NAPO will keep our members informed on the status of this important legislation and of any proposed changes to the Cadillac tax. If you have any questions about the Cadillac tax, please contact Andy Edmiston at firstname.lastname@example.org.
Please monitor NAPO’s website, www.napo.org, and Facebook page: National Association of Police Organizations, and follow us on Twitter at NAPOpolice for breaking news and updates.
Special Thanks to NAPO’s 2017 Convention
Law Enforcement Hosts & Sponsors
NAPO would like to give a special thanks to the New York City PBA and the member groups from New York City and New Jersey for sponsoring many of our convention events. Without their help and financial support, many of the convention events simply would not be possible. We would particularly like to thank NAPO Executive Vice President John Flynn and NAPO Area Vice President Joe Rao of the NYC PBA for their tireless efforts to ensure this year’s convention was a success.
LAW ENFORCEMENT HOSTS
Patrolmen’s Benevolent Association of the City of New York
Detectives’ Endowment Association of the NYPD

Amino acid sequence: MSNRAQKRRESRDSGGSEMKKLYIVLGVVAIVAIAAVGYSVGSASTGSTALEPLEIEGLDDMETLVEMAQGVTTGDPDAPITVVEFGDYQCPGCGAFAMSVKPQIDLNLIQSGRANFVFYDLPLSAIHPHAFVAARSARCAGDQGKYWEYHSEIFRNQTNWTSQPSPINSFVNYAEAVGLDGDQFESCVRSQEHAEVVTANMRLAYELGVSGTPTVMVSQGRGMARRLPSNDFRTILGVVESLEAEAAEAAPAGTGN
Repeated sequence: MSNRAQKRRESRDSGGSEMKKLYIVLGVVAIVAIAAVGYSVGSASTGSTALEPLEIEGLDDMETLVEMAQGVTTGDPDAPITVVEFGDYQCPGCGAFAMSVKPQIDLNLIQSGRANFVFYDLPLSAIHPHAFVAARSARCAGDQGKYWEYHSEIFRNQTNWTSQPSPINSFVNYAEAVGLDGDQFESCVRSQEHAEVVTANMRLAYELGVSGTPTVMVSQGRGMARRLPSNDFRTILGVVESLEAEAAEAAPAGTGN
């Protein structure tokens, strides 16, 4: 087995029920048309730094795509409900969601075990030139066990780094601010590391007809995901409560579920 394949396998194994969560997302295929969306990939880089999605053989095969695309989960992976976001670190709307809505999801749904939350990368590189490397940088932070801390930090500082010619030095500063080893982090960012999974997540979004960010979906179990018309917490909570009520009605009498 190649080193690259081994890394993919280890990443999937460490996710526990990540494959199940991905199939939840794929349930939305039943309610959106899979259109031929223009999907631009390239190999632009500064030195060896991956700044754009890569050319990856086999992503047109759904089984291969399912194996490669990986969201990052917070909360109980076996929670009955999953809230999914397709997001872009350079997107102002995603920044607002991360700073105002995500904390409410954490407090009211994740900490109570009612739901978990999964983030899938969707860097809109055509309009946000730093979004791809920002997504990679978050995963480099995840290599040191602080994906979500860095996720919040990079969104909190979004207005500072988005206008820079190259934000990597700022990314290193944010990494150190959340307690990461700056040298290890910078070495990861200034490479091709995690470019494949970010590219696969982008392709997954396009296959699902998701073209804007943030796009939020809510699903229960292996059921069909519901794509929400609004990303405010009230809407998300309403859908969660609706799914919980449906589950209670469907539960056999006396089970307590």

Nassau County Police Benevolent Association
New Jersey State Police Benevolent Association
Port Authority of NY & NJ Police Benevolent Association
New York State Troopers Police Benevolent Association
Nassau County Police Department Detectives Association
New Jersey State Troopers NCO Association
Superior Officers Association of Nassau County
Port Authority Police Lieutenants Benevolent Association
Suffolk County Police Benevolent Association
LAW ENFORCEMENT SPONSORS
Boston Police Patrolmen’s Association
Buffalo Police Benevolent Association
Combined Law Enforcement Associations of Texas
Dade County Police Benevolent Association
Detroit Police Lieutenants & Sergeants Association
Florida Police Benevolent Association
Fort Worth Police Association
Iowa State Police Association
Las Vegas Metro Police Managers & Supervisors Association
Las Vegas Police Protective Association
MTA Police Benevolent Association
North Las Vegas Police Officers Association
Police Benevolent & Protective Association of Illinois
Police Officers Labor Council
Suffolk County Superior Officers Association
Teamsters Local 120
Upstate New York Police Benevolent Association
Wisconsin Professional Police Association